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Astronomers make detailed study of coldest place in the universe
by Staff Writers
Pasadena, Calif. (UPI) Oct 25, 2013

disclaimer: image is for illustration purposes only

Astronomers say they've used a radio telescope array in Chile to study a cosmic curiosity known as the Boomerang Nebula, the coldest object in the universe.

The nebula is colder than even the faint afterglow of the Big Bang, the natural background temperature of space, they said.

The Atacama Large Millimeter/submillimeter Array telescope has provided a new look at this strange object to learn more about its frigid properties and to determine its true shape, which has an eerily ghost-like appearance, astronomers said.

"This ultra-cold object is extremely intriguing and we're learning much more about its true nature with ALMA," study lead author Raghvendra Sahai at NASA's Jet Propulsion Laboratory in Pasadena, Calif., said.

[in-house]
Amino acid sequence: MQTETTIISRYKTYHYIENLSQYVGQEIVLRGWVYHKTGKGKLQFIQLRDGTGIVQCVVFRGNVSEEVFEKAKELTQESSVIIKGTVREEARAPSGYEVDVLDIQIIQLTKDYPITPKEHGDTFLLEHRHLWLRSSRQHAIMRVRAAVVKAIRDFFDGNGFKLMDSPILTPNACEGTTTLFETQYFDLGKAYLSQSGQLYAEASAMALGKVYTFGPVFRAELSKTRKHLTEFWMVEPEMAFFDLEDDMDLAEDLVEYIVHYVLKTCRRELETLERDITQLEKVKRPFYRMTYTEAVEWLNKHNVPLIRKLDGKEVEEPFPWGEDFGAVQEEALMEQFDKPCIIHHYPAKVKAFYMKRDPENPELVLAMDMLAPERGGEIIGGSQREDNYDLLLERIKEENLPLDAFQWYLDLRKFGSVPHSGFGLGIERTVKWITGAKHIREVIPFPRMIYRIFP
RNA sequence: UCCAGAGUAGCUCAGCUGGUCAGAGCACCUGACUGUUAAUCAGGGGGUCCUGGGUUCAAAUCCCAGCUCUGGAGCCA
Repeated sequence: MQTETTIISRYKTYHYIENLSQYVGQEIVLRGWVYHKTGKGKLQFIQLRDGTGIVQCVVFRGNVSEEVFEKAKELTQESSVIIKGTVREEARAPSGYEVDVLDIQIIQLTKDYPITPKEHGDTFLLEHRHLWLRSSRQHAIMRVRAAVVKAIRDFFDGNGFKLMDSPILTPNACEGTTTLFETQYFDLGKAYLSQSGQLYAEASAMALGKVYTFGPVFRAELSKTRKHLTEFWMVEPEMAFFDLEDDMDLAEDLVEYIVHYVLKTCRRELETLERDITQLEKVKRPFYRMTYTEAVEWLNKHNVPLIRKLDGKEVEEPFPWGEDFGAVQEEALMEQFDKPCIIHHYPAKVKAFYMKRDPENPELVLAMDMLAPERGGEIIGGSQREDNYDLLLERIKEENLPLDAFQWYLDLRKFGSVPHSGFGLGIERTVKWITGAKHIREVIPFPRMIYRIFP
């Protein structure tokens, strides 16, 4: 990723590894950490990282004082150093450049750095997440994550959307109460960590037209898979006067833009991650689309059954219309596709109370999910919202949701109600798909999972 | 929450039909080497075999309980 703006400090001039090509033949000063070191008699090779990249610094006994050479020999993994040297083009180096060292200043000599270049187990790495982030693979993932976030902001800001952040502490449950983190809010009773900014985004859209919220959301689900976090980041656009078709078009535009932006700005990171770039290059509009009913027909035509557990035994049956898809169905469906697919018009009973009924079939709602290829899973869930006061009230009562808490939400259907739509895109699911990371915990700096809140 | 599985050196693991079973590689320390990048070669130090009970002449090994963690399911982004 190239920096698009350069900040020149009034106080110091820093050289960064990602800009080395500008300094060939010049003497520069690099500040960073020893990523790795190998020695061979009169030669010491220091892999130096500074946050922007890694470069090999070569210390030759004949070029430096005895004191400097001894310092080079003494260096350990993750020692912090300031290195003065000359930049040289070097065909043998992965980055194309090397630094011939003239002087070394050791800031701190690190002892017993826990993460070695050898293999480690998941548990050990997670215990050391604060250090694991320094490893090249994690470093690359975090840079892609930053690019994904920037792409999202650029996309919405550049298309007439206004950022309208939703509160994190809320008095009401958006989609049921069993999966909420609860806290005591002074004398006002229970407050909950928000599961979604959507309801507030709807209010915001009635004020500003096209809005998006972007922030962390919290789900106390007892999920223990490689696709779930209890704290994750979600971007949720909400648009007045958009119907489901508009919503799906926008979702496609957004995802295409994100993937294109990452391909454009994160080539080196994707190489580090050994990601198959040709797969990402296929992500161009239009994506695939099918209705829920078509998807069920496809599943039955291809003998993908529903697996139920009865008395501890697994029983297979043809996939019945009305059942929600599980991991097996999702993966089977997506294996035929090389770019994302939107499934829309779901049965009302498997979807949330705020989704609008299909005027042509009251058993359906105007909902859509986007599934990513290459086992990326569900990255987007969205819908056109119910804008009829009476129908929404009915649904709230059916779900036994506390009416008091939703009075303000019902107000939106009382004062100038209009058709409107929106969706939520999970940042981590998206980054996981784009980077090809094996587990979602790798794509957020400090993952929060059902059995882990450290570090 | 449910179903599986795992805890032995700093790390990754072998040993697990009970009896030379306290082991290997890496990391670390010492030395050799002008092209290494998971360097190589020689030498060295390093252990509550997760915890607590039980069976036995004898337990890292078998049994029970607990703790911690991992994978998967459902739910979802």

The nebula's appearance is that of a lopsided bow tie, which is how it got its name, but scientists say the ALMA observations suggest the twin lobes seen in telescope images may actually be a trick of the light as seen at visible wavelengths.

"What seemed like a double lobe, or 'boomerang' shape, from Earth-based optical telescopes is actually a much broader structure that is expanding rapidly into space," Sahai said.

The Boomerang is a pre-planetary nebula, a star approaching the end stage of its life, and the outflow of gas from this particular star is expanding rapidly and cooling itself in the process, in much the same way a refrigerator creates cold temperatures by rapidly expending a refrigerant gas, the scientists said.

The result is a temperature of one degree Kelvin -- minus 458 degrees Fahrenheit -- making the Boomerang Nebula the coldest known object in the universe.


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